Study reveals new role for Hippo pathway in suppressing cancer immunity

December 1, 2016, University of California - San Diego
The image on the left is of melanoma cells growing in a mouse model. On the right, arrows point to immune cells infiltrating a tumor with LATS1/2 deleted. Credit: UC San Diego Health

Previous studies identified the Hippo pathway kinases LATS1/2 as a tumor suppressor, but new research led by University of California San Diego School of Medicine scientists reveals a surprising role for these enzymes in subduing cancer immunity. The findings, published in Cell on December 1, could have a clinical role in improving efficiency of immunotherapy drugs.

"Before our study, no one knew that the Hippo pathway was regulating immunogenicity," said first author Toshiro Moroishi, MD, PhD, postdoctoral researcher at UC San Diego Moores Cancer Center. "LATS1/2 deletion in improves tumor immunogenicity, leading to the destruction of cancerous cells by enhancing anti-tumor immune responses."

Hippo pathway signaling regulates organ size by moderating cell growth, apoptosis and stem cell renewal, but dysregulation contributes to cancer development. In vitro studies of Hippo pathway kinases LATS1/2 showed that the loss of these enzymes promoted cell proliferation and tumor survival. In vivo research using immune-compromised mouse models also supports a function of the Hippo pathway.

However, when Moroishi and team deleted LATS1/2 from mouse cancer cells and examined tumor growth in models with healthy immune systems researchers found that immunogenicity—the ability to stimulate an immune response—improved, destroying cancer cells. Researchers caution that immune systems of mouse models are different from the human so the response might be different and further studies are needed.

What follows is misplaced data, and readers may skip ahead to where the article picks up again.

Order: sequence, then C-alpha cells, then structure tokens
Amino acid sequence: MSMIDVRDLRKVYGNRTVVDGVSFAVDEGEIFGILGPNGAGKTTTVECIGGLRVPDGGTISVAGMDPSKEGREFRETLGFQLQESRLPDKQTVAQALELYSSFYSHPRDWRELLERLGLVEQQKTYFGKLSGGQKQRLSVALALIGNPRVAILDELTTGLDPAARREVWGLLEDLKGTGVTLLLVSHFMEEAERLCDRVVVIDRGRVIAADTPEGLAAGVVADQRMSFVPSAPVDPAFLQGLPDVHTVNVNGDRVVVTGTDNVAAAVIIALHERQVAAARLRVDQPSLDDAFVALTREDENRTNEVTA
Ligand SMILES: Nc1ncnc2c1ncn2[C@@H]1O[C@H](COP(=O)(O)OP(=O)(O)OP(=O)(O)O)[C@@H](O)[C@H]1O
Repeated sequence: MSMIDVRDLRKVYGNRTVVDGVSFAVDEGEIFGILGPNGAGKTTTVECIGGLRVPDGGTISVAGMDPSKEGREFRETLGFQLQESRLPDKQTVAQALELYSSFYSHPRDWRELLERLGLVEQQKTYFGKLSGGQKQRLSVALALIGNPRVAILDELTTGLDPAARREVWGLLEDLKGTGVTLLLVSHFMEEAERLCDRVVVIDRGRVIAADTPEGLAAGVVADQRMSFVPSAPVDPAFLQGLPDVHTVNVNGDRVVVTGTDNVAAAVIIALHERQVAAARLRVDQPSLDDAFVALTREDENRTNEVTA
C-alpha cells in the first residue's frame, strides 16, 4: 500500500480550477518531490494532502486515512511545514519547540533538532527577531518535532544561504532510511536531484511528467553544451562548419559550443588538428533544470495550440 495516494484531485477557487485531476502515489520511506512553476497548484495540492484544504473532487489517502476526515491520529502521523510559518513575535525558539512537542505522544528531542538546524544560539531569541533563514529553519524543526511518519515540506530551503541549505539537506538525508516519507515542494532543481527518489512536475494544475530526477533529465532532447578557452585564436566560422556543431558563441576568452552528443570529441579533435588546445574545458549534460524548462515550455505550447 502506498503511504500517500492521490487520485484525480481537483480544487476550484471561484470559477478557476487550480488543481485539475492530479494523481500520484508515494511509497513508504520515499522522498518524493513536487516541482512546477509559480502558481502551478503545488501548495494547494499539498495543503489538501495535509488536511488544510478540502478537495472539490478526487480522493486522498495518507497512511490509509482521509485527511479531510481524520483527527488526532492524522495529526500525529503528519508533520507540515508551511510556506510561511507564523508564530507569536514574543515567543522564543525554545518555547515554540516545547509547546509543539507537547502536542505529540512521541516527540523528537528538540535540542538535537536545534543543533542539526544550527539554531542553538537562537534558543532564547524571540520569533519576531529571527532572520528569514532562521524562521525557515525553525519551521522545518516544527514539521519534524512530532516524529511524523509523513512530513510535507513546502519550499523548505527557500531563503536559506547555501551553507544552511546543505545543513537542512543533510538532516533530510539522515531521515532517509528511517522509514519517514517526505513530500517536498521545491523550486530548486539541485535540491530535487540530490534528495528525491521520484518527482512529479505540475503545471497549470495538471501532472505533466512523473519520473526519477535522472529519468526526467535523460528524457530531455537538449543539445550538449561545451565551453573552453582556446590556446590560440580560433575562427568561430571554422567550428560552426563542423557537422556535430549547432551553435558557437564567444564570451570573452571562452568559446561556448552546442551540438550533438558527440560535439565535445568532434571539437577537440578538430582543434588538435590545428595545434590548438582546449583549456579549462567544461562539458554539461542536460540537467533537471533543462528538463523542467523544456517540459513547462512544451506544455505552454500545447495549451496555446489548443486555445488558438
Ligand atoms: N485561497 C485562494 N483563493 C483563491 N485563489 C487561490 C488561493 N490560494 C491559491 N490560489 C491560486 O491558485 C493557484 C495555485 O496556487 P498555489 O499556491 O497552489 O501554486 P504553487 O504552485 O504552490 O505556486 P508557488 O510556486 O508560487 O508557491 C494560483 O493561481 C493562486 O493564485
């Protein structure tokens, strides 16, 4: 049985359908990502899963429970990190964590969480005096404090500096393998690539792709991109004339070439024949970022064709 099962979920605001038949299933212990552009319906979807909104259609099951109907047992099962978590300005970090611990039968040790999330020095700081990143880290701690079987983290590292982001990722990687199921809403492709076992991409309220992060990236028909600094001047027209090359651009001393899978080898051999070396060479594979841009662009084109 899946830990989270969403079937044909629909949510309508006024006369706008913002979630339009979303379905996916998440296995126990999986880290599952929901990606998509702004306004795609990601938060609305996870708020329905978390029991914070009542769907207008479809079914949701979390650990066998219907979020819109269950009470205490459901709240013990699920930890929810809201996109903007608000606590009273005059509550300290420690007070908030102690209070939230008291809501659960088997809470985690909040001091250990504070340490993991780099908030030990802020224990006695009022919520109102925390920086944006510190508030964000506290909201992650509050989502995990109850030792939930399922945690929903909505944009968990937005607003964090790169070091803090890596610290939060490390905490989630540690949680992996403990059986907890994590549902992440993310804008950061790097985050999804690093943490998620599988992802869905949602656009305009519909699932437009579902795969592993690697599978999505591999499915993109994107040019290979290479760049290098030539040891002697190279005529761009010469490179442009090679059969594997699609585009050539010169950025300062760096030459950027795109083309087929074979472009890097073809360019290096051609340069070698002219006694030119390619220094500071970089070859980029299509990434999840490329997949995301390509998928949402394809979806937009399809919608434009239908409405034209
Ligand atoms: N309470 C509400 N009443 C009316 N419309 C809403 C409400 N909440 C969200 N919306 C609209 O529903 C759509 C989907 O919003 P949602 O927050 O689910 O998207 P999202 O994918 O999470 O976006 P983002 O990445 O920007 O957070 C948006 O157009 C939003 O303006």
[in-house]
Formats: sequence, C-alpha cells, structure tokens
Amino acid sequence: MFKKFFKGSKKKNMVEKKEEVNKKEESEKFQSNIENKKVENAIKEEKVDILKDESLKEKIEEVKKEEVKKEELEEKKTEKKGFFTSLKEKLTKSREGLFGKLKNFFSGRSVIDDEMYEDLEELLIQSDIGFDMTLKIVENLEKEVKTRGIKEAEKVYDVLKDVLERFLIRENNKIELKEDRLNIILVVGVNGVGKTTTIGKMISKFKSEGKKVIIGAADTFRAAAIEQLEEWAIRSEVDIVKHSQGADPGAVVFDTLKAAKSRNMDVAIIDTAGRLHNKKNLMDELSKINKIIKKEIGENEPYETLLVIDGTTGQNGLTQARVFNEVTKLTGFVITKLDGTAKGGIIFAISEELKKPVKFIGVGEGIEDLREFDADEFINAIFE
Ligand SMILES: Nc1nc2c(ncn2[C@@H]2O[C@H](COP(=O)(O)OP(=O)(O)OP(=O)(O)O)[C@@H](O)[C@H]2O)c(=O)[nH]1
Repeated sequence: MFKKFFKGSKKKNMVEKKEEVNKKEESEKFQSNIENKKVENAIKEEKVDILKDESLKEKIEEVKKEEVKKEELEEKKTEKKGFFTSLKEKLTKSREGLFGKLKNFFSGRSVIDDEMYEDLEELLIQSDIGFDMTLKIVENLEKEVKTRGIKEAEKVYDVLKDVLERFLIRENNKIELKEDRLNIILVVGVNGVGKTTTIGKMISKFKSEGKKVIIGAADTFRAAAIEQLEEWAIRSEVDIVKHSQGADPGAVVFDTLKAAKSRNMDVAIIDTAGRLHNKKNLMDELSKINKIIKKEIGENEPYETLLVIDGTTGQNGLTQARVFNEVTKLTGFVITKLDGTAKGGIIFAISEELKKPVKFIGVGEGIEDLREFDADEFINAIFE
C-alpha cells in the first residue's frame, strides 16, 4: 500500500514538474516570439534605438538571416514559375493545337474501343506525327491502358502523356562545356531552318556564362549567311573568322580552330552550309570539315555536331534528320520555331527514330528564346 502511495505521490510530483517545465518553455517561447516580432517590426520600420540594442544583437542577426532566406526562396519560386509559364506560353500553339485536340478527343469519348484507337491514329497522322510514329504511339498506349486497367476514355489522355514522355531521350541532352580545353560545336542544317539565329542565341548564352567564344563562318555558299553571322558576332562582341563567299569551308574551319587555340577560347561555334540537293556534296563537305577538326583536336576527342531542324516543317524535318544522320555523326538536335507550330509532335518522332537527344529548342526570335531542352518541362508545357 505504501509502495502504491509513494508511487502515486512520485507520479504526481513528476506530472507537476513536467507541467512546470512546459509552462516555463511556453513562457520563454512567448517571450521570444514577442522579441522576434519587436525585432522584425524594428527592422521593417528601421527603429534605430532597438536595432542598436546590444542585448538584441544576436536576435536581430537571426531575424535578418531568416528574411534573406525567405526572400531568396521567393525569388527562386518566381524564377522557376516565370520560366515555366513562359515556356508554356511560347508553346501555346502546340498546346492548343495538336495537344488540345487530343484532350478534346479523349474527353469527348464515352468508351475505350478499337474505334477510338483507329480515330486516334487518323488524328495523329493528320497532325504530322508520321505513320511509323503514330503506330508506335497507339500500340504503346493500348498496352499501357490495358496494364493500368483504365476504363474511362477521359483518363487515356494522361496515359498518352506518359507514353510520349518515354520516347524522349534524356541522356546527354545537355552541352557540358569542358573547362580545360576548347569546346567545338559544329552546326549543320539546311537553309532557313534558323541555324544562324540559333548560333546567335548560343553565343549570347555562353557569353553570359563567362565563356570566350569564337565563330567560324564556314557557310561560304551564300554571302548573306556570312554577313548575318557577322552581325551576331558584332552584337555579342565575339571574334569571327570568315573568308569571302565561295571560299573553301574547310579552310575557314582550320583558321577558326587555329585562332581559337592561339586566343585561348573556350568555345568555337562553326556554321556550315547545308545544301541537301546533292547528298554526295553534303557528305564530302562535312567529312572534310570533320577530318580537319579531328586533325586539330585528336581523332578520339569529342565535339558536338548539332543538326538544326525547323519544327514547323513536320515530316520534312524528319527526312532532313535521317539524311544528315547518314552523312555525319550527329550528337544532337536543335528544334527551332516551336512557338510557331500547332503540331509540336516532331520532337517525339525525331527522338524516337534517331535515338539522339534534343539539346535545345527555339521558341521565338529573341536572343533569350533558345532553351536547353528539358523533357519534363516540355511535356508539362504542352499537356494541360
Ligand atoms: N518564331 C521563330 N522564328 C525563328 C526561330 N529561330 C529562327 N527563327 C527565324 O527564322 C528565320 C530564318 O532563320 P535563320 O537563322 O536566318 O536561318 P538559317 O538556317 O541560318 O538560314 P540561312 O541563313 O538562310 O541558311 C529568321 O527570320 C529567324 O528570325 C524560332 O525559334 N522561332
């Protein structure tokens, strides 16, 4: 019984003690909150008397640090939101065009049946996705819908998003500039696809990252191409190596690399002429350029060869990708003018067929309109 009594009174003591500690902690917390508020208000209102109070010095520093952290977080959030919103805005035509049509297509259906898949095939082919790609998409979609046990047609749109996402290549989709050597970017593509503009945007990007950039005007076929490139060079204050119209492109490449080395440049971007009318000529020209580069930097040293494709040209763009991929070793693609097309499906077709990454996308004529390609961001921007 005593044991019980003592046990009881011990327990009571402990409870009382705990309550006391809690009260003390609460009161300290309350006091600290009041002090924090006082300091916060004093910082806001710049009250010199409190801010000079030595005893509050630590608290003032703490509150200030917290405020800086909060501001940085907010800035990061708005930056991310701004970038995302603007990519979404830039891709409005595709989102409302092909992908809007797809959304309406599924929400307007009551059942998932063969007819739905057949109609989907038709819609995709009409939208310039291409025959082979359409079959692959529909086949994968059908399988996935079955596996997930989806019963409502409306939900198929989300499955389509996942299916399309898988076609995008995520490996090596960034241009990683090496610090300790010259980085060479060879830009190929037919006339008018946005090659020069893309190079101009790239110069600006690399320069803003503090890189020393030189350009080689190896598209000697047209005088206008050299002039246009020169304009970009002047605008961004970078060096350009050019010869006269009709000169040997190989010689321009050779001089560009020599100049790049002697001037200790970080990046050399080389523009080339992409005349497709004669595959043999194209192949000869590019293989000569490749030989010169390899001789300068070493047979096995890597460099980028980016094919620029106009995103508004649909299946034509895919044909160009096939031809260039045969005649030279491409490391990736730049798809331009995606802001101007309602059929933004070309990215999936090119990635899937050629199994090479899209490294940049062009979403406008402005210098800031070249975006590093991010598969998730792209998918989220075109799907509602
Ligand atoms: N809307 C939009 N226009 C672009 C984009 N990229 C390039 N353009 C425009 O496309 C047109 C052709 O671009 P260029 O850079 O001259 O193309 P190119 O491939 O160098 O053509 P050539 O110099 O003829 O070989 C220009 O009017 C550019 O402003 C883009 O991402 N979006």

If the outcome proves to be the same, using a LATS1/2 inhibitor alone or in combination with an may stimulate the immune system of patients that previously did not respond to immunotherapy treatments.

Currently, most immunotherapy research focuses on targeting the immune system, but the new findings reveal that tumor cells may also be vulnerable to inhibitors.

"Inhibiting LATS1/2 could be an attractive approach to treat cancer," said Kun-Liang Guan, PhD, Distinguished Professor of Pharmacology at Moores Cancer Center and senior author of the study. "LATS is an ideal target because there are many kinase inhibitors that have been successfully developed as cancer drugs."

Explore further: Researchers show how a targeted drug overcomes suppressive immune cells

More information: Cell, DOI: 10.1016/j.cell.2016.11.005

Related Stories

Researchers show how a targeted drug overcomes suppressive immune cells

November 9, 2016
A Ludwig Cancer Research study shows that an experimental drug currently in clinical trials can reverse the effects of troublesome cells that prevent the body's immune system from attacking tumors. The researchers also establish ...

Study suggests that autophagy inhibitors could improve efficacy of chemotherapies

October 24, 2016
Chemotherapies treat cancer by killing tumor cells, but certain types of chemotherapy can also drive an immune system response to target and destroy the remaining tumor cells.

Immune suppressor cells identified for advanced prostate cancer